some such risen again to espouse that poor gentleman (Saul) his
quarrel against honest Samuel, for his offering to kill that poor
man Agag, after the king's giving him quarter. But I, being to
command that day, gave out the word that no quarter should be given;
and returning from pursuing Claverhouse, one or two of these fellows
were standing in the midst of a company of our friends, and some
were debating for quarter, others against it. None could blame me to
decide the controversy, and I bless the Lord for it to this day.
There were five more that without my knowledge got quarter, who were
brought to me after we were a mile from the place as having got
quarter, which I reckoned among the first steppings aside; and
seeing that spirit amongst us at that time, I then told it to some
that were with me, (to my best remembrance, it was honest old John
Nisbet,) that I feared the Lord would not honour us to do much more
for him. I shall only say this,--I desire to bless his holy name,
that since ever he helped me to set my face to his work, I never
had, nor would take, a favour from enemies, either on right or left
hand, and desired to give as few."

The preceding passage is extracted from a long vindication of his
own conduct, sent by Sir Robert Hamilton, 7th December, 1685,
addressed to the anti-Popish, anti-Prelatic, anti-Erastian,
anti-sectarian true Presbyterian remnant of the Church of Scotland;
and the substance is to be found in the work or collection, called,
"Faithful Contendings Displayed, collected and transcribed by John

As the skirmish of Drumclog has been of late the subject of some
enquiry, the reader may be curious to see Claverhouse's own account
of the affair, in a letter to the Earl of Linlithgow, written
immediately after the action. This gazette, as it may be called,
occurs in the volume called Dundee's Letters, printed by Mr Smythe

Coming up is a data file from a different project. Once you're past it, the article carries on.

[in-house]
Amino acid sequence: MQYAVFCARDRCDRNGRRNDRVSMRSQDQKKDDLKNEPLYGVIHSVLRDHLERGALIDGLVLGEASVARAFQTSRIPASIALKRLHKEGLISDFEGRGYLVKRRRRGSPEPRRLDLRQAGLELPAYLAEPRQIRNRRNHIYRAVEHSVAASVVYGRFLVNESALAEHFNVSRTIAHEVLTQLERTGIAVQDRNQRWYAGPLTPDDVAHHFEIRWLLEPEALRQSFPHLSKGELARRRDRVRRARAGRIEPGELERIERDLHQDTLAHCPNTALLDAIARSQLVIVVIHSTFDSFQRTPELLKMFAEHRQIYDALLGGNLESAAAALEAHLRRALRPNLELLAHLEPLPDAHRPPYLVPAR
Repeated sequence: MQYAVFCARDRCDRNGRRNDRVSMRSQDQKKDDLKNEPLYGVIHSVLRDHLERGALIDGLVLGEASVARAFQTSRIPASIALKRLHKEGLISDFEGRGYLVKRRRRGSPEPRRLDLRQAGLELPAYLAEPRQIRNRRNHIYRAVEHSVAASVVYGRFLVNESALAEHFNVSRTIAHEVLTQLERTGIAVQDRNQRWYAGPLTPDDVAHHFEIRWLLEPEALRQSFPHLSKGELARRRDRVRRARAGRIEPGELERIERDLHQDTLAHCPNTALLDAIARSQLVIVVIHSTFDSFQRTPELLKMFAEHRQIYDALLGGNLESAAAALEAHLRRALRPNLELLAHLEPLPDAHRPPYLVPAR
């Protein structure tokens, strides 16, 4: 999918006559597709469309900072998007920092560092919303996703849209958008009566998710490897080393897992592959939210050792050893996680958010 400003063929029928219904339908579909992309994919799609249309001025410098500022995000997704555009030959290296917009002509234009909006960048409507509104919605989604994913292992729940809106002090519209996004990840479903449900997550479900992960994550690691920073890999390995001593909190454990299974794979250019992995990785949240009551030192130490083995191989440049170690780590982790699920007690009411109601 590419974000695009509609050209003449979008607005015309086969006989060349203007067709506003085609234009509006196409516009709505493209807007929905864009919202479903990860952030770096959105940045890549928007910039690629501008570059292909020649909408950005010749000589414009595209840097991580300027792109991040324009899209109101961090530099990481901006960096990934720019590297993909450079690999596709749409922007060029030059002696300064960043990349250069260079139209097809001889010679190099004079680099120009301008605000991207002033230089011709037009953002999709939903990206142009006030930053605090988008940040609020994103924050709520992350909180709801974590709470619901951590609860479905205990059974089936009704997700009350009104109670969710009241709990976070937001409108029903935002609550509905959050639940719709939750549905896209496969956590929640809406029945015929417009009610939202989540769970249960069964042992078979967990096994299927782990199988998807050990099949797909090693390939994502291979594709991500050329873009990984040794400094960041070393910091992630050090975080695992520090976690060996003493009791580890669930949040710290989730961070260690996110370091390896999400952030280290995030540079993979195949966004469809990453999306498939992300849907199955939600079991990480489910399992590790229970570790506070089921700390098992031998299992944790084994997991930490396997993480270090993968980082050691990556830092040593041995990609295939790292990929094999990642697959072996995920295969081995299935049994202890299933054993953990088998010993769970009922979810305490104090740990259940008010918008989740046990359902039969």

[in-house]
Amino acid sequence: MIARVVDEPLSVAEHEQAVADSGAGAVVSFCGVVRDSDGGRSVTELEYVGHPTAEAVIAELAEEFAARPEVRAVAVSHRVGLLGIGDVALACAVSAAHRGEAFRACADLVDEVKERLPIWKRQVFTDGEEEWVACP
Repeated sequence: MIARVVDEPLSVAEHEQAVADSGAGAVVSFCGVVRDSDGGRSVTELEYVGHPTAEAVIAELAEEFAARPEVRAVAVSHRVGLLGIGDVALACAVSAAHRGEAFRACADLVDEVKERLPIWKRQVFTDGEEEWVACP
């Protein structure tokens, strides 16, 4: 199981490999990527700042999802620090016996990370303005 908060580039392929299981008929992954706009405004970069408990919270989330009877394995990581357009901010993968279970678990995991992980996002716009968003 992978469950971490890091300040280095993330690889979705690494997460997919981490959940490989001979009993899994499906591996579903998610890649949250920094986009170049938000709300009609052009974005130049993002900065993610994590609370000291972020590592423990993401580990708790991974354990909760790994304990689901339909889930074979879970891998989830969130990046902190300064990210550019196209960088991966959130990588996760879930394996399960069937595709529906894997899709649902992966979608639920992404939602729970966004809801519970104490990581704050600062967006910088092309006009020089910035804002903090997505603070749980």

of Methven, as a contribution to the Bannatyne Club. The original is
in the library of the Duke of Buckingham. Claverhouse, it may be
observed, spells like a chambermaid.


"Glaskow, Jun. the 1, 1679.

"My Lord,--Upon Saturday's night, when my Lord Rosse came into this
place, I marched out, and because of the insolency that had been
done tue nights before at Ruglen, I went thither and inquyred for
the names. So soon as I got them, I sent our partys to sease on
them, and found not only three of those rogues, but also ane
intercomend minister called King. We had them at Strevan about six
in the morning yesterday, and resolving to convey them to this, I
thought that we might make a little tour to see if we could fall
upon a conventicle; which we did, little to our advantage; for when
we came in sight of them, we found them drawn up in batell, upon a
most adventageous ground, to which there was no coming but through
mosses and lakes. They wer not preaching, and had got away all there
women and shildring. They consisted of four battaillons of foot, and
all well armed with fusils and pitchforks, and three squadrons of
horse. We sent both partys to skirmish, they of foot and we of
dragoons; they run for it, and sent down a battaillon of foot
against them; we sent threescore of dragoons, who made them run
again shamfully; but in end they percaiving that we had the better
of them in skirmish, they resolved a generall engadgment, and
imediately advanced with there foot, the horse folowing; they came
throght the lotche; the greatest body of all made up against my
troupe; we keeped our fyre till they wer within ten pace of us: they
recaived our fyr, and advanced to shok; the first they gave us
broght down the Coronet Mr Crafford and Captain Bleith, besides that
with a pitchfork they made such an openeing in my rone horse's
belly, that his guts hung out half an elle, and yet he caryed me af
an myl; which so discoraged our men, that they sustained not the
shok, but fell into disorder. There horse took the occasion of this,
and purseued us so hotly that we had no tym to rayly. I saved the
standarts, but lost on the place about aight or ten men, besides